Power of the situation cont
Download
1 / 11

Power of the Situation cont. - PowerPoint PPT Presentation


  • 137 Views
  • Updated On :

Power of the Situation (cont.). Stanford Prison Experiment. The Power of the Situation. Last time we learned about how social conditions affect human behavior, thoughts, and feelings

Related searches for Power of the Situation cont.

loader
I am the owner, or an agent authorized to act on behalf of the owner, of the copyrighted work described.
capcha
Download Presentation

PowerPoint Slideshow about 'Power of the Situation cont.' - andrew


An Image/Link below is provided (as is) to download presentation

Download Policy: Content on the Website is provided to you AS IS for your information and personal use and may not be sold / licensed / shared on other websites without getting consent from its author.While downloading, if for some reason you are not able to download a presentation, the publisher may have deleted the file from their server.


- - - - - - - - - - - - - - - - - - - - - - - - - - E N D - - - - - - - - - - - - - - - - - - - - - - - - - -
Presentation Transcript
Power of the situation cont l.jpg

Power of the Situation (cont.)

Stanford Prison Experiment


The power of the situation l.jpg
The Power of the Situation

  • Last time we learned about how social conditions affect human behavior, thoughts, and feelings

  • Social influence and obedience affected how people responded to the Asch “line experiment” and the Milgram “obedience study”

  • Today we will discuss *why* the situation can influence us by learning about the “Stanford Prison Experiment”


Stanford prison experiment some background information l.jpg
Stanford Prison Experiment:some background information

  • Conducted in 1971 by Philip Zimbardo and others in the basement of the Stanford Psychology Department.

  • Volunteers were randomly assigned to play the role of guards and prisoners in a mock prison in the basement.

  • Both prisoners and guards rapidly adapted to their assigned roles, and lead to genuinely dangerous and psychologically damaging situations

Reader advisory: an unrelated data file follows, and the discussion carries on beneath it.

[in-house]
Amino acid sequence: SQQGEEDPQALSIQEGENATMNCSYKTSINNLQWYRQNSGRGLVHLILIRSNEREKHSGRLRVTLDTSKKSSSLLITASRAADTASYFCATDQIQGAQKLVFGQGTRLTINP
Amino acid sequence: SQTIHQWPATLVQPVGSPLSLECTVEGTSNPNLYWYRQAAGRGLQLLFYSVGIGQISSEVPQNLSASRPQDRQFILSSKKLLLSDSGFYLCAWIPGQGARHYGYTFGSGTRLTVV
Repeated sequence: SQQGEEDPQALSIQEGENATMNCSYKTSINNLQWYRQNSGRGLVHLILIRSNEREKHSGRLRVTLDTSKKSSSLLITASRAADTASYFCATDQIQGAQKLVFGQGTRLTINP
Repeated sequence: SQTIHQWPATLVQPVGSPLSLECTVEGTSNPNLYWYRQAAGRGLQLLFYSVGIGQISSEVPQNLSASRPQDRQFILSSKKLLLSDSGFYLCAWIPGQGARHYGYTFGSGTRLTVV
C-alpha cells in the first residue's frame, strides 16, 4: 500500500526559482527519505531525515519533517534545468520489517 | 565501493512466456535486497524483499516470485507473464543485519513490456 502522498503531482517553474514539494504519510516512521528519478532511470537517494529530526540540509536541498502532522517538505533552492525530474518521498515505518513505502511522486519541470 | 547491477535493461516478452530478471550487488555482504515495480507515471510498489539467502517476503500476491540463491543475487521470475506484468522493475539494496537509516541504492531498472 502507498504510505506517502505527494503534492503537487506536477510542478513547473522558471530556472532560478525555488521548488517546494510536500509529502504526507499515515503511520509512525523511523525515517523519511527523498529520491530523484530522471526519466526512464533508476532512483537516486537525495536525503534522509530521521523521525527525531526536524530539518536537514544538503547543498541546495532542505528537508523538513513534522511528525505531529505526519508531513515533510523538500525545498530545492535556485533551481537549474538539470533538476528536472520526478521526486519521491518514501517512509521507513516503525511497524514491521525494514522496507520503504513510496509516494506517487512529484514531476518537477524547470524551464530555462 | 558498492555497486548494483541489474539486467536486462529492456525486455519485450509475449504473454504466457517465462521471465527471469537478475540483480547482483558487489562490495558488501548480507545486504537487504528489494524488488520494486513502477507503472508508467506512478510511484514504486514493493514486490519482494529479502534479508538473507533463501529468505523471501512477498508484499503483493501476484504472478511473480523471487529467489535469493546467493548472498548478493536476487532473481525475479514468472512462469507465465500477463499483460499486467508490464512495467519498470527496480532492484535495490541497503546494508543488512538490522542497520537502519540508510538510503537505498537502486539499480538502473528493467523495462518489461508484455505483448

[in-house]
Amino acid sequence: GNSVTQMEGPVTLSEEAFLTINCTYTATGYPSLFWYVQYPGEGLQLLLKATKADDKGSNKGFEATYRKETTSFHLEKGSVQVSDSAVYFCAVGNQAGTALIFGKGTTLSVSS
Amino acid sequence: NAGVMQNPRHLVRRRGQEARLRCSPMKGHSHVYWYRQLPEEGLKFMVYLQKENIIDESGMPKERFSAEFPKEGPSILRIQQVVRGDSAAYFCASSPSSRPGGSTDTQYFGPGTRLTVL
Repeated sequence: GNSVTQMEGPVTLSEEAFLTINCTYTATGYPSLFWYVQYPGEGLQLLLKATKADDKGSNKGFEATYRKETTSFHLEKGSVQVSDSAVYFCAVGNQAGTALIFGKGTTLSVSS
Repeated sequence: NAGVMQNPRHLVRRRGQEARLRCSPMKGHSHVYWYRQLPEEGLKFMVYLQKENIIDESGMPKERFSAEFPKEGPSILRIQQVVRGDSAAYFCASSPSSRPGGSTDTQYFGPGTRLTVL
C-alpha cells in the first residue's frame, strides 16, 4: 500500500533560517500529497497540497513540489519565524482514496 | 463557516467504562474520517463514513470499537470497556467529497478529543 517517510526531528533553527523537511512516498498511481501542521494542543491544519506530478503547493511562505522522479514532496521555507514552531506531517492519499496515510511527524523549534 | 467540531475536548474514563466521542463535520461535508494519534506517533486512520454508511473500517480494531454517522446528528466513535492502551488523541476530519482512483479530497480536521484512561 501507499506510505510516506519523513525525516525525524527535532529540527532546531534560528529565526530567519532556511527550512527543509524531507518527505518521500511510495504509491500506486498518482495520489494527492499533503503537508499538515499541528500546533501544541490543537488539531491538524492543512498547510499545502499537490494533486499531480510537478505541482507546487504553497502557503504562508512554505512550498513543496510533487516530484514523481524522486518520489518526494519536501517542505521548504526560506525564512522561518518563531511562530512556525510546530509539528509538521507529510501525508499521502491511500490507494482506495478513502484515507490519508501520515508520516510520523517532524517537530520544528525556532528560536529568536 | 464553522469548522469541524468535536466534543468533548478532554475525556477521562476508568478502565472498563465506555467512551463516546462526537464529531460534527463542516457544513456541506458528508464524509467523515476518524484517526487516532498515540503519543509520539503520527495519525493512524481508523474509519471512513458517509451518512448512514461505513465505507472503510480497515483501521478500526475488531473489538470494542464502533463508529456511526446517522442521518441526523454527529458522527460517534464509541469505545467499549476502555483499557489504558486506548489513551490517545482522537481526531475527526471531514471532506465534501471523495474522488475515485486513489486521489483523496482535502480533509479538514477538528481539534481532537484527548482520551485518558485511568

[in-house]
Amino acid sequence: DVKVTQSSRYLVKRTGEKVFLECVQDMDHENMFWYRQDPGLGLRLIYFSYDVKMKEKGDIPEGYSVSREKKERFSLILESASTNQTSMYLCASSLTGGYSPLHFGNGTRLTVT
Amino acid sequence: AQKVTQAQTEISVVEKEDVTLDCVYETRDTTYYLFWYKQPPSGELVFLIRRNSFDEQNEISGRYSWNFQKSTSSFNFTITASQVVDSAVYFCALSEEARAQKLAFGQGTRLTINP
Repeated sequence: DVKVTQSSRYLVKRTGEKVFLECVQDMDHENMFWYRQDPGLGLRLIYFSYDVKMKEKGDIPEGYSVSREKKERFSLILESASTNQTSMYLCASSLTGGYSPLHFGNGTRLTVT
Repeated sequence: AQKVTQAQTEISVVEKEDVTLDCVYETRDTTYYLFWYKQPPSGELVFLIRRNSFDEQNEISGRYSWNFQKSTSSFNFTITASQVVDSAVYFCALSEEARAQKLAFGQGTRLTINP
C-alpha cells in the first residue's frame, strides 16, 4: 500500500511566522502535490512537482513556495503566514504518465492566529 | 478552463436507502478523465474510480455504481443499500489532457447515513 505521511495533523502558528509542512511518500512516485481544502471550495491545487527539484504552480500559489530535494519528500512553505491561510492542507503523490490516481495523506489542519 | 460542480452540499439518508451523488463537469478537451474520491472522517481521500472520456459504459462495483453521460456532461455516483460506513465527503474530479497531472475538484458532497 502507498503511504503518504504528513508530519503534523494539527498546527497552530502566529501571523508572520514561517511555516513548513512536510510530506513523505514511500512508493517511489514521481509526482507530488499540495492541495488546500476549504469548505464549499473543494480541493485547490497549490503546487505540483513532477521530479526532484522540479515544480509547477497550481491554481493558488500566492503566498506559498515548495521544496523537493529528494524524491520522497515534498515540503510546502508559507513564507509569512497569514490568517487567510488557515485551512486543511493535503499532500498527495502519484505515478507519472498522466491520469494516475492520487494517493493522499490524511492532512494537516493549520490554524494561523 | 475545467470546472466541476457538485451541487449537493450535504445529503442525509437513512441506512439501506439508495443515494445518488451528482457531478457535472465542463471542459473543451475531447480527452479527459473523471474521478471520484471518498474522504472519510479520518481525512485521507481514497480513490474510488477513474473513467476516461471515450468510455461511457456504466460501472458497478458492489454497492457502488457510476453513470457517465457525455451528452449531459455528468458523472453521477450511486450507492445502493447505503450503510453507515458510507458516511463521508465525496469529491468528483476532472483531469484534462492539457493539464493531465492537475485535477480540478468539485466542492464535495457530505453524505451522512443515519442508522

Stanford prison experiment l.jpg
Stanford Prison Experiment

  • Video about the experiment

    http://video.google.com/videoplay?docid=7923487947922730773


Stanford prison experiment what would you have done l.jpg
Stanford Prison Experiment:What would you have done?

  • If you were a prisoner, how would you have acted?

  • If you were a guard, how would you have acted?

  • After the study, how do you think the prisoners and guards felt when they saw each other in the same civilian clothes again?


Stanford prison experiment what happened next l.jpg
Stanford Prison Experiment:What happened next?

  • Prisoner #416, who broke down within 36 hours, got a clinical psychology Ph.D., did his internship in a California prison, and became a forensic psychologist in the San Francisco County Jail.

  • "John Wayne“ is now a mild-mannered real estate broker.

  • Zimbardo recently retired from Stanford after a long career in social psychology.


Stanford prison experiment criticisms of the experiment l.jpg
Stanford Prison Experiment:Criticisms of the experiment

  • Unethical

  • Unscientific

    • No scientific controls because it was a field experiment

    • Small sample size of 24, but really just 1 group so N=1

    • Conclusions and observations were anecdotal

  • Participants acted how they were expected to behave

    • Zimbardo gave guards no rules, said they could “create fear”

    • Zimbardo admitted he was not a neutral observer but acted like a “superintendent” who enabled the bad behavior


Stanford prison experiment a replication l.jpg
Stanford Prison Experiment:A replication?

  • In 2002 two psychologists from England conducted a partial replication with the assistance of the BBC who broadcast scenes from the study as a reality TV program called The Experiment.

  • Their results and conclusions were very different from Zimbardo's


Bbc the experiment l.jpg
BBC “The Experiment

  • How was it similar to Zimbardo’s study?

    • Randomly selected volunteers assigned to “guards” and “prisoners”

    • Mock prison created in the George Lucas soundstage in London.

    • End early (ended two days earlier than planned)


Bbc the experiment10 l.jpg
BBC “The Experiment”

  • How did it differ from Zimbardo’s study?

    • Psychologists only observers, not involved

    • “Guards” were given guidelines and instructions

  • Very different results

    • Guards were not sadistic or abusive, made peace with prisoners

    • Some guards were “repelled” by the situation, two left in “disgust”

  • What does this imply about Zimbardo study?

  • What does this imply about human nature?


Abu ghraib prison l.jpg
Abu Ghraib prison

  • What do these experiments tell us about what happened at Abu Ghraib prison?

  • Did the power of the situation influence the guards?

  • Were there other factors involved?


ad